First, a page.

- What colourants can I use?
- When you think about adding colours also think about what effect colours have on the mind. You can use food colouring and liquid colourings. You could use micas if you don’t mind a bit of cleaning afterwards. Micas are not water soluble and can leave a ring around your tub. Powdered colorants are oil based, so they can pool on top of the water and get on your skin. To help, add polysorbate 80. It’s an emulsifier that mixes the colors into the water. Start with about 0.2 ounces per pound of bath bomb mixture. Comparing the different colourants.
- How much colourant should you use when making bath bombs?
- Start with about 1/8 teaspoon of powdered color per pound and go from there. Keep in mind, the more color you add, the more likely it will stain the tub. We recommend using no more than 2 teaspoons of mica per pound of bath bombs, and using polysorbate 80 to help the colour distribute more evenly.
- How Do You Stop The Bath From Staining
- How much essential oils or fragrance should I use?
- You can use either fragrance oils or essential oils in bath bombs , you need to learn how to safely blend and use essential oils. Use a generous amount (about 3%) of fragrance in a bath bomb because the fragrance is dispersed in an entire tub of water. If you want to use less fragrance in your creation, simply make up the difference with a neutral carrier oil
- How much oil and butter should you add?
- Start with about 0.5 ounces per pound. If you’re working with a hard oil or butter, make sure it’s melted before it’s added to the powders. You may want to add polysorbate 80 to help the oil mix into the water, rather than pooling on top. That will also make the tub less slippery when you’re getting out.
- Do bath bombs discolour?
- Yes, they can if you use a fragrance with vanilla. It can take longer to appear, or it may never turn brown. You can add Vanilla Color Stabilizer, but it may not work. Use a fragrance that doesn’t discolour to be on the safe side. Of course unless you just adore the aroma of vanilla.
- What are the best mold’s when making bath bombs?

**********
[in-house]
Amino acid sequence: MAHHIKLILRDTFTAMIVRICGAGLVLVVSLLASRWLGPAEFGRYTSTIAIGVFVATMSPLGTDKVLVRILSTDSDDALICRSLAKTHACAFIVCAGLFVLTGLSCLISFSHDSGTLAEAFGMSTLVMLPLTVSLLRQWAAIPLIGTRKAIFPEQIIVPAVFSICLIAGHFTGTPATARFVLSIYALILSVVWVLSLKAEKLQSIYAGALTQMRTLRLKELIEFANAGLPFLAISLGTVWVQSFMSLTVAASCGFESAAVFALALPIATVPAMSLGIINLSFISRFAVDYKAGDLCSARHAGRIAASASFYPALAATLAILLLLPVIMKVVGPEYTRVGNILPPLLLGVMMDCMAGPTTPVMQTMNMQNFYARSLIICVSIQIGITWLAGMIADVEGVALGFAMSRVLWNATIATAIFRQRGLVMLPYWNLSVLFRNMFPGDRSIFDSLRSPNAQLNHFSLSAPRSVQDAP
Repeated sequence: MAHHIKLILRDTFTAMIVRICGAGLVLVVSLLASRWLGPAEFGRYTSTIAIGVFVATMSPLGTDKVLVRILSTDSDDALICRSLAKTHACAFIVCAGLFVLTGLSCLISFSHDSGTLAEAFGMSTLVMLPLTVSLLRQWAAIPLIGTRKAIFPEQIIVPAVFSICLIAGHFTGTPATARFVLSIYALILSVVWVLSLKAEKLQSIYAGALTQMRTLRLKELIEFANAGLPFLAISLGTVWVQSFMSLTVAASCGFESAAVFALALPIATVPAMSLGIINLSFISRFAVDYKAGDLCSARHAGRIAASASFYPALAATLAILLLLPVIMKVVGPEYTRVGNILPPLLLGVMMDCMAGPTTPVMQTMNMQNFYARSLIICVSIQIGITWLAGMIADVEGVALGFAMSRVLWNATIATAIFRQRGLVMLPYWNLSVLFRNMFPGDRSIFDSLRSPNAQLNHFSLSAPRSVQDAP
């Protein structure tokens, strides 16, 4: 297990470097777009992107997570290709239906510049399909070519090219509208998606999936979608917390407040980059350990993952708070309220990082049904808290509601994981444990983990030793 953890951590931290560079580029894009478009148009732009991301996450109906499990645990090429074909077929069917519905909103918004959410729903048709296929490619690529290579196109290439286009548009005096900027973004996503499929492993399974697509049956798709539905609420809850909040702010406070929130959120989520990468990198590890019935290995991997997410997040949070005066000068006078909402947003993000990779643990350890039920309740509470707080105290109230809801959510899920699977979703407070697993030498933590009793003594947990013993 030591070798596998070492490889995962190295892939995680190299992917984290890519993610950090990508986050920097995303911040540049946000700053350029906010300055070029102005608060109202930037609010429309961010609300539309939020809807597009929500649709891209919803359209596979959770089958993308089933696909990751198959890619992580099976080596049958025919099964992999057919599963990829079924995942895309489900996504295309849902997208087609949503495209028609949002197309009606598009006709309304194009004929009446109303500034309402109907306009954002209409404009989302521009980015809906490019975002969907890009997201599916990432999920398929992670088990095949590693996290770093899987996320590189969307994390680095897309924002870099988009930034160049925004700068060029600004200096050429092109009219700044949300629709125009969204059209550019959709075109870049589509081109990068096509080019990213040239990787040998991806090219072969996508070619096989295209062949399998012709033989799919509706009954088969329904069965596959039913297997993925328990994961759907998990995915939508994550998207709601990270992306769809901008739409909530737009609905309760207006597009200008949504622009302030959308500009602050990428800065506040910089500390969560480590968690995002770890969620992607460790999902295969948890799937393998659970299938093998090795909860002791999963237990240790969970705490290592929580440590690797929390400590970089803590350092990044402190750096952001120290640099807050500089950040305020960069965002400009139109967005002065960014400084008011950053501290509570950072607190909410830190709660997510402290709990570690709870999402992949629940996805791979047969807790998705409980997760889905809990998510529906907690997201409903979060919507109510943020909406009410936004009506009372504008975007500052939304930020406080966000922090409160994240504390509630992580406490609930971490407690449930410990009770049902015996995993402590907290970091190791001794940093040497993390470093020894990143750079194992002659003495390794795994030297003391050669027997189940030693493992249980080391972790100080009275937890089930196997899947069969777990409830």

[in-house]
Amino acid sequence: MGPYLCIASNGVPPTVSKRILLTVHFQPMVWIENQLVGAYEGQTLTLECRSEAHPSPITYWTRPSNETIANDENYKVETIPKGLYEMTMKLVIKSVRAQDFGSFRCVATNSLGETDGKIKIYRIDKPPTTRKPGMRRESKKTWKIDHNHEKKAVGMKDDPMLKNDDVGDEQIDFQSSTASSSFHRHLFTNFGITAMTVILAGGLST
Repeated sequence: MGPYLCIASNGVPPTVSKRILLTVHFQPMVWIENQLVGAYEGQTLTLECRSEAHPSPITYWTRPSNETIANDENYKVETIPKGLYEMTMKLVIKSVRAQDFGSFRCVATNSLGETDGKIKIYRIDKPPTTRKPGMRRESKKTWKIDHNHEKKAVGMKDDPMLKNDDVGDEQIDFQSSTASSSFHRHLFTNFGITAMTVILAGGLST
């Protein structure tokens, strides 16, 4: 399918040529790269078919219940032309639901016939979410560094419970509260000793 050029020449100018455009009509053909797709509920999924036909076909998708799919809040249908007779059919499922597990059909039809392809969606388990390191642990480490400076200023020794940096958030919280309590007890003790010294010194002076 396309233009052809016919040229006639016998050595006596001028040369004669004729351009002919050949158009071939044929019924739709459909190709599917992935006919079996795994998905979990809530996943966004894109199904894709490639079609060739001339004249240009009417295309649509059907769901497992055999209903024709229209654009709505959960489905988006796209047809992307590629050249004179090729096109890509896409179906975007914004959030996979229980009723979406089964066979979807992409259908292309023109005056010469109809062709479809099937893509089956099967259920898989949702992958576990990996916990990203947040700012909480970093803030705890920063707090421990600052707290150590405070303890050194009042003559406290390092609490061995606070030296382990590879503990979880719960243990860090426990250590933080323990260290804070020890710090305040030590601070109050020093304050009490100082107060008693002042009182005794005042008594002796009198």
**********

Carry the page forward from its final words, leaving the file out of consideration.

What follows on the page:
- Plastic or stainless steel mold’s are a great option, or you can use silicone mold’s. However, make sure to use a recipe with less moisture and pack them it in tightly so the bath bombs don’t stick. When using a silicone mold make sure that nothing close by compresses the mold.
- How long should they stay in the mold to retain their shape?
- At least 4 hours or up to overnight. If you try to remove the bath bomb before it’s fully dry, it will probably crumble.
- Why are my bath bombs not sticking together in the stainless steel bath bomb mold?
- Try adding 5-10 drops of cyclomethicone in both sides of the bath bomb mold and swirling it around. Then, let the molds drain on a paper towel. That helps the bath bombs slide out easily. Having the correct texture helps too, make sure the mixture feels like wet sand and holds its shape when squeezed.
- How do you store bath bombs?
- We recommend wrapping them tightly with plastic wrap and storing them in a cool, dry place. Once completely dry then you can package them anyway you want to.
- How long will bath bombs last?
- They are best used between 3 and 6 months. bath bombs last for 6 months.
We hope that we have answered all the possible questions around making bath bombs, if we haven’t drop us an email and we will be happy to answer. [email protected]. If you think that its going to take too much effort and time you could just buy our organic bath bombs.